Founded in 1987, this year marks the 30th anniversary of the CENTRO Journal, the leading academic publication devoted exclusively to Puerto Rican Studies. With its Spring issue, the journal commemorated another important anniversary for the Puerto Rican community: the 100th year since the signing into law of the Jones-Shafroth Act, which extended U.S. citizenship to Puerto Ricans in 1917. For the new Summer issue, however, the focus returns to a wide spectrum of the Puerto Rican experience.
Highlights include several articles in which the Centro Library & Archives located in East Harlem played a crucial role in facilitating research. “We’re always delighted by the diversity of research that people do,” says Aníbal Arocho, Library Manager. “We try to create a space for researchers to work and connect them to the right person. To us, it’s really surprising what can be produced using the primary and secondary sources we have available here. And it’s our job to guide people, whether they be researchers or maybe they just want to connect to their culture and heritage, and provide them with access and context for what it is they want to do.”
Melissa Coss Aquino, for example, was able to examine in the Jesús Colón Papers the letters of Jesús and his wife, Concha. She then analyzed their contents within the broad context of the Puerto Rican migration of the early 20th century, as well as the Colón’s own development as an important writer and political figure among the Puerto Rican community.
Cristina Pérez Jiménez, on the other hand, submitted a close reading of two previously lost poems by Julia de Burgos that were only recently rediscovered in the Jesús Colón Papers at Centro Library & Archives. “La novia del campo” and “Pequeño viaje a tu alma” reinforce many of the idyllic and political themes found in the poet’s work. They are also, as Pérez Jiménez explains, part of the ongoing, still incomplete evolution of de Burgos’ legacy as a dynamic cultural figure.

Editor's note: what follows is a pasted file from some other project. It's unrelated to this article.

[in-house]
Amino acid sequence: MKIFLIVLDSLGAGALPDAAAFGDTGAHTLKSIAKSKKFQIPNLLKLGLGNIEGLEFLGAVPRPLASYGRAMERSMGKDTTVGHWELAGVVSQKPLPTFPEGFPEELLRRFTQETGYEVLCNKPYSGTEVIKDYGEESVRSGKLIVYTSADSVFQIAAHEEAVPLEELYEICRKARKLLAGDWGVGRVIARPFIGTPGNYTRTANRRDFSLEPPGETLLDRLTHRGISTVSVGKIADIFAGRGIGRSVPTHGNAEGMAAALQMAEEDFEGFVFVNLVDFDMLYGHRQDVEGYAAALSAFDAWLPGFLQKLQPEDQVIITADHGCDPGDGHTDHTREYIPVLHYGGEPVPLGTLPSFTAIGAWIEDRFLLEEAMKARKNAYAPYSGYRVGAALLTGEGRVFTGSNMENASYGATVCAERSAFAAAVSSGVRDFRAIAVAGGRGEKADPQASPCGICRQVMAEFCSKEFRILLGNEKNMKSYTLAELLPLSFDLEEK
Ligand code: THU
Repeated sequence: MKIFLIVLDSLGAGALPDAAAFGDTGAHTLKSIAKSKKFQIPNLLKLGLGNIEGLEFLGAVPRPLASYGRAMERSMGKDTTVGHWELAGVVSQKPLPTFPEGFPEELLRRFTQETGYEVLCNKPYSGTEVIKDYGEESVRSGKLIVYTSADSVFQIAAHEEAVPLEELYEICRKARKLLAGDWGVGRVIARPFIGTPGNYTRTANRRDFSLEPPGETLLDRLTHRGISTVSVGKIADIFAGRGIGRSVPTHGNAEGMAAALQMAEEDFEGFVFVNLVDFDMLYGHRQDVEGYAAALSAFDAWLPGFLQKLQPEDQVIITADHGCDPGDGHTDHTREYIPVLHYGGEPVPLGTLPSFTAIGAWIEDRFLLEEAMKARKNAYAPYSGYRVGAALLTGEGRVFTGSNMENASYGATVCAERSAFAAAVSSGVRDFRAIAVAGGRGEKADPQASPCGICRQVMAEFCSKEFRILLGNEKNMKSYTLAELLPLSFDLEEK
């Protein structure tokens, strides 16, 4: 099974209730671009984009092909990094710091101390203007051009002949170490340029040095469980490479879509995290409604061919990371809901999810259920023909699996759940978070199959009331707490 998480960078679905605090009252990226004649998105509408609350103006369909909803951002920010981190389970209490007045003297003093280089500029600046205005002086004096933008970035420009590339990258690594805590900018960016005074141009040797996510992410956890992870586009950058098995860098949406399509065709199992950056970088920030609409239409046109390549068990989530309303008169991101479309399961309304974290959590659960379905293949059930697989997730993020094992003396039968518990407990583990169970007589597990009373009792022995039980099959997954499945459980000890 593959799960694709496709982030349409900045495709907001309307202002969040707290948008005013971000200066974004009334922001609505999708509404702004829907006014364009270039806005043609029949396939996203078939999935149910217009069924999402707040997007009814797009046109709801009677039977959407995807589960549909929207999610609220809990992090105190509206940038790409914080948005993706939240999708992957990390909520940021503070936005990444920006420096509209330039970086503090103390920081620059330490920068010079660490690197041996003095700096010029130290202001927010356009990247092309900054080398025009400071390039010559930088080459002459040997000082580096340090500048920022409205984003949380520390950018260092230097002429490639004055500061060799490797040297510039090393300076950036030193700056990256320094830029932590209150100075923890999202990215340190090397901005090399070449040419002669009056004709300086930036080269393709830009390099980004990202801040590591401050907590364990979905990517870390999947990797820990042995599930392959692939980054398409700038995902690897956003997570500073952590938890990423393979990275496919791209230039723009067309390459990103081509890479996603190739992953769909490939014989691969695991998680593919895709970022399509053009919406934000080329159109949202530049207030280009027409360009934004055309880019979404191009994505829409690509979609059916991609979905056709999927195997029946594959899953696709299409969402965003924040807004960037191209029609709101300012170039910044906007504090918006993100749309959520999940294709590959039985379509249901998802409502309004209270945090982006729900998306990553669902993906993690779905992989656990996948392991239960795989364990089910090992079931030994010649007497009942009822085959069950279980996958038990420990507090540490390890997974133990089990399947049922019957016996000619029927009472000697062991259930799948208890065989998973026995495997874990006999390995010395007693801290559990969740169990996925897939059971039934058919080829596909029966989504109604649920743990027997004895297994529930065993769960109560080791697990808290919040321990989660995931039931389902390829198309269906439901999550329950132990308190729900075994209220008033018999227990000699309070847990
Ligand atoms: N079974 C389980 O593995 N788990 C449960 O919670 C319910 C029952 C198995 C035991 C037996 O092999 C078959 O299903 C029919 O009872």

Moving on, in her essay, Consuelo Martínez-Reyes offers a critical overview of five of the eight theatrical works by Puerto Rican poet and playwright Victor Fragoso that were recently added to the Centro Library & Archives’ collection. Martínez-Reyes focuses on three recurring themes found in the plays, which include “gender, specifically female oppression imposed by societal mores, homosexuality and sexile, and the lives of im/migrants in New York City during the 1970s and 1980s.”
Additionally, Ismael García-Colón’s research on the records of the Migration Division, contained in the massive collection of the Offices of Government of Puerto Rico in the US, takes a look at the history and experience of Puerto Rican farm laborers throughout the 20th century. His study explores the intersections between guestworker programs across the United States, immigration and labor policy, the US-Puerto Rico dynamic, and more.
Rounding out the issue is a case study on a Puerto Rican in Orlando, Florida by Patricia Silver, that reflects on the political intersections between new arrivals from the island and Puerto Ricans arriving from traditional diasporic hubs. There is also an interesting investigation of language use among Puerto Ricans on social media platforms such as Facebook by Kevin S. Carroll and Vanessa Z. Mari. And lastly, Cynthia D. Knittle and Susan A. Orshan provide an analysis of the health choices made by Puerto Rican mothers in Pennsylvania.
The Summer 2017 issue will also mark an important shift to an expanded format for the CENTRO Journal. The bi-annual publication will now release three issues per year, during the Winter, Summer, & Fall months. “Moving to publish CENTRO Journal three times a year is a clear demonstration of the strength of the field of Puerto Rican studies,, as well as Centro’s commitment to the discipline,” says longtime journal editor Xavier Totti, who took over in 2001. “Our new publication schedule will also make the dissemination of scholarly research faster and easier.”